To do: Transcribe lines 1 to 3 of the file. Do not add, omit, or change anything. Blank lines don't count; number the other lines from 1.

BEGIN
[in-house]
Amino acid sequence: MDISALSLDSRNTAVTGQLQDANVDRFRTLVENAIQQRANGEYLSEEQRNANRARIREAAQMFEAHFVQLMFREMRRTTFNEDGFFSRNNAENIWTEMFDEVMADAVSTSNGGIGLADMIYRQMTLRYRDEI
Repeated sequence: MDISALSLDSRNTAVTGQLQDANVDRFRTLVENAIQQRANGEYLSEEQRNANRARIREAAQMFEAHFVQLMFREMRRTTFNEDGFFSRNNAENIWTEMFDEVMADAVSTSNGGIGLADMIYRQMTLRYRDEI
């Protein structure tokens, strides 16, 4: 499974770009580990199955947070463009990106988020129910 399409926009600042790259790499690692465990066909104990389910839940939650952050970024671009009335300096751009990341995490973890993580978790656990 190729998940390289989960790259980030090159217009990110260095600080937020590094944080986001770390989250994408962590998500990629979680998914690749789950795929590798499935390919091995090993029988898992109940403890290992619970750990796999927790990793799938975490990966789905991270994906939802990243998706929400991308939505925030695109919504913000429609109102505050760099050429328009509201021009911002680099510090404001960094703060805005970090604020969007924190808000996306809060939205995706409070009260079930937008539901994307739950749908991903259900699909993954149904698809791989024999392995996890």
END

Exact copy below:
[in-house]
Amino acid sequence: MDISALSLDSRNTAVTGQLQDANVDRFRTLVENAIQQRANGEYLSEEQRNANRARIREAAQMFEAHFVQLMFREMRRTTFNEDGFFSRNNAENIWTEMFDEVMADAVSTSNGGIGLADMIYRQMTLRYRDEI
Repeated sequence: MDISALSLDSRNTAVTGQLQDANVDRFRTLVENAIQQRANGEYLSEEQRNANRARIREAAQMFEAHFVQLMFREMRRTTFNEDGFFSRNNAENIWTEMFDEVMADAVSTSNGGIGLADMIYRQMTLRYRDEI